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Lathe dogs

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Alan Gordon 403/07/2020 16:49:21
91 forum posts
3 photos

Hi Folks, Looking for advice on lathe dogs, I am not sure whether I should purchased "bent tail type" of the plain ones ? I am not sure what the benefits are or otherwise between the two types. any advice would be gratefully received.

Bo'sun03/07/2020 17:00:44
152 forum posts

Hi Alan,

I think it depends on what type of drive plate you have. If your drive plate has a pin drive, get the straight ones. If it's got slots, get the bent type, but make sure the bend will engage with the slot.

SillyOldDuffer03/07/2020 17:52:29
5932 forum posts
1282 photos

Yet to use a faceplate on my big lathe or turn between centres myself ! I've not had the need to use either straight or bent dogs because if a job will fit in a chuck I'd much rather use that. In the good old days dogs were much used because chucks were expensive. Less call for dogs now, though they're still useful for some types of work, which might be your thing of course. However, if unsure about straight and bent dogs, maybe they aren't needed at all? Yet! When one is needed, you'll know exactly what to buy!

As Bo'sun explains the bent ones are meant to engage in a hole in the faceplate, which is fine and dandy if the two fit together. (Old lathes had a specially slotted plate for bent drive dogs, but general purpose faceplates are far more common nowadays.) A straight dog might be easier to fit if it has to be driven via a bolt or some other arrangement. Both types of dog might need to be fiddled into position.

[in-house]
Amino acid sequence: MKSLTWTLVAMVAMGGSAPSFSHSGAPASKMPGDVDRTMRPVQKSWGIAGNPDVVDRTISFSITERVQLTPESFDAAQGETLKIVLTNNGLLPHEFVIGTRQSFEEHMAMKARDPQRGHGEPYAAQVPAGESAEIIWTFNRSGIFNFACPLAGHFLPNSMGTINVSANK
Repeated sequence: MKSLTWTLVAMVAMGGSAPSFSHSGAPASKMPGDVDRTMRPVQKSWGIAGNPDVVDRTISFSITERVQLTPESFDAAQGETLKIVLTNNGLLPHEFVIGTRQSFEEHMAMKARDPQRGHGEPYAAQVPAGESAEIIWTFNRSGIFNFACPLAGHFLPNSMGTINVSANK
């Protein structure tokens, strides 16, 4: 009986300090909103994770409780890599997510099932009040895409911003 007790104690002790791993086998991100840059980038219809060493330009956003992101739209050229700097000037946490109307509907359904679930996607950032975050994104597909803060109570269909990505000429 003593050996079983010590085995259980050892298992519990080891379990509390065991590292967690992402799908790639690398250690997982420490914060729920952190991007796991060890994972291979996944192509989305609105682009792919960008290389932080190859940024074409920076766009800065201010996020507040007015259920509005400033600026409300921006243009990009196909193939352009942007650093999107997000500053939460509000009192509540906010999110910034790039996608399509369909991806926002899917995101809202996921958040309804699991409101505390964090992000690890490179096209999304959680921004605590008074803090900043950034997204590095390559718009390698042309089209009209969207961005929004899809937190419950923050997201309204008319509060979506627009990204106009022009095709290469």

Made some different dogs once for the one and only faceplate job I ever did on my mini-lathe. Clamps fouled the job so I had to shape some metal specially to suit. Never needed them again...

Dave

JasonB03/07/2020 18:21:18
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Moderator
18318 forum posts
2024 photos
1 articles

As I mostly prefer to turn a soft ctr from a piece of stock held in the chuck to ensure it is totally true I find that the cranked type work best for me as they will engage against one of the chuck jaws. I do have straight ones for when working with an MT ctr which can be driven by a stud fixed into the lathes spindle flange but only used once in a blue moon.

Edited By JasonB on 03/07/2020 18:23:23

Ian P03/07/2020 19:13:38
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2406 forum posts
101 photos

I no longer have any lathe dogs as I found they never fitted or suited the things that I turned between centres.

Depending of what the job is I use toolmakers clamps or some other device like a shaft collar. When working on say, a large diameter thin (ish) wall tube with bungs in each end, I would just use duct tape to pick up the drive from the chuck body (with freshly turned centre).

Unless you know you are going to be doing work that will always fit in a dog, save your money for something else, or until you need them.

Ian P

Nigel Graham 203/07/2020 23:59:41
667 forum posts
15 photos

We all have our preferences, don't we?

I have various of these dogs and have used them all at various times. I admit they can occasionally be a faff to set up on awkward work, and now and then none seem the right size, but I am glad I have them.

Yes, sometimes I have met the diameter problem but that's a not a reason to dismiss them out of hand. I simply found ways to improvise...

... As when I turned my wagon's crankshaft. I had to make a pair of steel blocks to clamp to the shaft ends, with the appropriate centres; and to drive those I bolted step-blocks borrowed from the milling-machine, to the faceplate.

Alan Gordon 404/07/2020 07:28:15
91 forum posts
3 photos

Thanks guys, much appreciated

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